I would argue that the bi-covenantal approach was firmly entrenched in England by the late 1500’s. Take for example John Dod (1559-1645). Dod was a Puritan Englishmen, who was popular during his time and known as the Decalogist. His catechism published along with his “Plaine and Familiar Exposition on the 10 Commandments” has a thoroughly bi-covenantal view.

    He states, “What are the parts of the Word? The law and gracious promise: (otherwise called covenant of works and the covenant of grace) which from the coming of Christ is called the Gospel.” He then goes on to explain the Covenant of Works that Adam would have had eternal life had he fulfilled it. Dod continues to explain that we are given Christ’s “Whole obedience: which consists partly in suffering and partly in fulfilling.” Fulfilling is later explained to be, “Doing the whole law, whereby he purchased righteousness for us.”

    Now I am not saying that one should not run out and purchase the works of Mr. Rollock. I am saying that I think the Scots get too much credit for the Westminster Confession, which is still primarily an English work.

  13. Jeff Waddington said,

    April 1, 2008 at 5:21 am


    You do know about the Scottish Commissioners to the Westminster Assembly? And to segregate the Scots is simply unrealistic.

  14. April 1, 2008 at 8:43 am

    While the Scots Commissioners could not vote, they had enormous influence; plus, all the documents had to be approved by the Scottish GA.

  15. greenbaggins said,

    April 1, 2008 at 10:14 am

    Plus, Rollock’s position on the Covenant of Works is very very similar to Ussher’s position, which had a direct impact on the Assembly’s position.

    As to your first question, I would say that the Covenant of Works was somewhat inchoate at that time, and Rollock provided a great deal of clarity.

  16. Lee said,

    April 1, 2008 at 11:09 am

    Jeff, Chris, and Lane,

    I am aware of the 11 delegates from Scotland (four ministers and seven laymen not all at once). I am not trying to segregate them. I just find it hard to believe that these 11 men domniated over 100 English delegates that include such men as Twisse, Goodwin, Nye, Lightfoot, and many other very recognizable names. There was a large party of English Prebyterians who were at the Assembly before the Scots showed up. And it should be noted that the command to make a Presbyterian form of government came from the English Parliament, which not surprisingly was dominated by Presbyterians.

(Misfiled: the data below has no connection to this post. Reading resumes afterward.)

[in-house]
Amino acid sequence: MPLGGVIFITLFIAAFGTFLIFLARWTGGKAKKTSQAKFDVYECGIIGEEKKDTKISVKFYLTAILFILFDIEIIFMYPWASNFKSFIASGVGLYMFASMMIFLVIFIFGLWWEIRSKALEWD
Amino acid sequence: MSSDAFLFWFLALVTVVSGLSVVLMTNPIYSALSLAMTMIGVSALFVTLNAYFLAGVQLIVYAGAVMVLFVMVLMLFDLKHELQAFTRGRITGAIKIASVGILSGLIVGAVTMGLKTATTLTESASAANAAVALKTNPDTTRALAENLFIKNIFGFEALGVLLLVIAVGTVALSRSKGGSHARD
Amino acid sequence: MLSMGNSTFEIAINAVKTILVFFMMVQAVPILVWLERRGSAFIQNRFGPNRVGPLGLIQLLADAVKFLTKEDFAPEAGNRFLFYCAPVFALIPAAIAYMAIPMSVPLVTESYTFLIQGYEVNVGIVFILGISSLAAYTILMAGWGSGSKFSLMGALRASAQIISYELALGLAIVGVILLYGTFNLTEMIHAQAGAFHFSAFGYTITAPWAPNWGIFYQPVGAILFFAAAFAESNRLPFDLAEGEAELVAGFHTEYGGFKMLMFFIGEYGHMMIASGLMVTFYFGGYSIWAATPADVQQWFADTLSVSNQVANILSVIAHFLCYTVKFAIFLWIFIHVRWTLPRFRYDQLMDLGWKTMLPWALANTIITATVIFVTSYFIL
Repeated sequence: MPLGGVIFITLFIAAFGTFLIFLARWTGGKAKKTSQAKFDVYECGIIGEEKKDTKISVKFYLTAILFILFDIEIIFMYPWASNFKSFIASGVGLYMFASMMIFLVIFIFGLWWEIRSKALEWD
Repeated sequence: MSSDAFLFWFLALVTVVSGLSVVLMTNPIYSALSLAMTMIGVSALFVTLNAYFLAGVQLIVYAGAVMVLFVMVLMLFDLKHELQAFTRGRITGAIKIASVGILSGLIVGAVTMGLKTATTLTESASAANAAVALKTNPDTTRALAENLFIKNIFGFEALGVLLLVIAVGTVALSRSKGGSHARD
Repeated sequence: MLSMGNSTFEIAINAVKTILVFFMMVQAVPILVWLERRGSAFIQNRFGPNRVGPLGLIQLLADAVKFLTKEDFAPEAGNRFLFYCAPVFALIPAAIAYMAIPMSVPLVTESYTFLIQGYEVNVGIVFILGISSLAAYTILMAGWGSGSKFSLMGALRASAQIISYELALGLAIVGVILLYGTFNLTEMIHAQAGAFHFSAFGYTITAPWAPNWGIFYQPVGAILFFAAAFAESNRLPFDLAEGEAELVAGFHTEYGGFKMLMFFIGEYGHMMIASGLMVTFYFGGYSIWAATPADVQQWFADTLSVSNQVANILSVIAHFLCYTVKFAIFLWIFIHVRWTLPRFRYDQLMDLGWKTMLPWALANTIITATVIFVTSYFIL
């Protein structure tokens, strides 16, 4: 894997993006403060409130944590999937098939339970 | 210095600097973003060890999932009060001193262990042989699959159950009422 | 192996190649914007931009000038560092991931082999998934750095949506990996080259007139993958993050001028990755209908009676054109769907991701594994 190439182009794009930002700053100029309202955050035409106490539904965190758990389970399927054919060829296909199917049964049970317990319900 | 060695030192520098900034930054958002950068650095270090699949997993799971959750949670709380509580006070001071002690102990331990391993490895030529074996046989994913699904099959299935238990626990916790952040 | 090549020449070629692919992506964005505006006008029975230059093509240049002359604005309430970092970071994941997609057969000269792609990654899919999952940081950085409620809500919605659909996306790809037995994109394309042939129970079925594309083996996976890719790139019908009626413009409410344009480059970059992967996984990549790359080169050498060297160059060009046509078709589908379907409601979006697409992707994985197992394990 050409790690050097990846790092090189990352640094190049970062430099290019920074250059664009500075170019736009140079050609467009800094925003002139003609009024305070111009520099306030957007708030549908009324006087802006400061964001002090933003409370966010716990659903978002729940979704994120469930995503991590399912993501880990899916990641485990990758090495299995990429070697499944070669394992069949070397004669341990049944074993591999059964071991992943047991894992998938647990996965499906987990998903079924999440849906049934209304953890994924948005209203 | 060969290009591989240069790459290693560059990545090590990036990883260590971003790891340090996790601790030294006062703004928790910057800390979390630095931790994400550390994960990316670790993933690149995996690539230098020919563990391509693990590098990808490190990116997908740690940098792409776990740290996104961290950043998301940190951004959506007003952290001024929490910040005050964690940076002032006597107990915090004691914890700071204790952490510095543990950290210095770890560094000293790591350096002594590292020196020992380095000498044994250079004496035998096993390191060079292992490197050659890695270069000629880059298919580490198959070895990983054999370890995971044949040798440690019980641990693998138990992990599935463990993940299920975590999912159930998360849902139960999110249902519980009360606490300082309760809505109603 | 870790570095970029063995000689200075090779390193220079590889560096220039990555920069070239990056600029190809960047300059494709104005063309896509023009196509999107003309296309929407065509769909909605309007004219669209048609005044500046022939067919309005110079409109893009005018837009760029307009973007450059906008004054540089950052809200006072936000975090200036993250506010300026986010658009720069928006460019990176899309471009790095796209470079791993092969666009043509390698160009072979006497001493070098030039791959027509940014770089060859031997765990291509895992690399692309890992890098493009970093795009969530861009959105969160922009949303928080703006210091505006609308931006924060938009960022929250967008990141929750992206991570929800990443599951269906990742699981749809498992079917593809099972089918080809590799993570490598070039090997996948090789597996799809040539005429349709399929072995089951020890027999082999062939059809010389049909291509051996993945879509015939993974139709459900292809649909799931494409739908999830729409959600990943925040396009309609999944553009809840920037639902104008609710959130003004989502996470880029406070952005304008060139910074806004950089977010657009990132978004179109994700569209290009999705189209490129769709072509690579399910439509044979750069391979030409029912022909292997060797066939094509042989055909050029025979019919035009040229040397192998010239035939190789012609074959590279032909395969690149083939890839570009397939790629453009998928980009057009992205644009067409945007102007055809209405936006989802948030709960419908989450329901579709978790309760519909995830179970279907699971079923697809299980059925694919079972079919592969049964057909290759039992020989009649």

My point is simply that I do not believe the Scots brought new dogma to the English at the Assembly. I am begining to believe that the Covenant of Works was not inchoate at the time, but rather already known, in wide use, and in its current form. You have already pointed out Rollock and Ussher, and I have pointed out Dod. Here are three contemporaries from Ireland, Scotland, and England who are all propagating the same doctrine of the Covenant of Works found in the Assembly. Perhaps this should lead us to challenge the idea that the CoW was inchoate.

    That is my point.

  17. greenbaggins said,

    April 1, 2008 at 11:15 am

    None of said they dominated the Assembly. We just said that they influenced more than their numbers would indicate.

  18. Lee said,

    April 1, 2008 at 11:50 am

    I can agree to that. However, I do not think that they brought the doctrine of the Covenant of Works with them. I think that was already prevelant.

  19. Lee said,

    April 1, 2008 at 11:51 am

    Let me clarify. What I mean is that I think the Covenant of Works was already there in England. I do NOT mean to say that the Scots did not hold to the CoW.

  20. Steven W said,

    April 2, 2008 at 10:23 pm

    I’ve been trying to get folks to read Rollock myself:

    You’ve gotta love his Old Scottish too. “lichltie,” “wasching,” and “quhairby” are some of my favs.

  21. Eugene McKinnon said,

    July 7, 2008 at 5:53 pm

    By any chance did Rollock write anything on the Lord’s Supper? I’m interested in doing a ThM on the reformation of the Lord’s Supper in Scotland with special emphasis on how they reformed it from transubstantiation to ‘symbolic presence’ or whatever stance they arrived at. I want to know before I purchase the two volumes.


    Eugene McKinnon

  22. greenbaggins said,

    July 7, 2008 at 6:07 pm

    Welcome to my blog, Eugene. I wish you well on your thesis. There is not an entire treatise on the Lord’s Supper. Rollock has plenty of polemics against Roman Catholicism. However, they are more directed at the doctrine of Scripture and the doctrine of covenant. Unfortunately, there is no index to the two volumes. If there is any discussion of the LS, is a bit buried.

  23. greenbaggins said,

    July 7, 2008 at 6:07 pm

    But you should buy the volumes anyway.

  24. Eugene McKinnon said,

    July 12, 2008 at 9:15 am

    OK. I would like to purchase them. Do you know of any other sixteenth century Scottish theologians who spoke on the LS. I have purchased Robert Bruce’s Mystery of Lord’s Supper. I know that Knox wrote on it, but are their anymore?
    Keep me posted Green Baggins


  25. greenbaggins said,

    July 12, 2008 at 9:29 am

    Eugene, it looks like Bryan Spinks has a book directly on your topic:

    Certainly John Erskine has something you might want to pursue: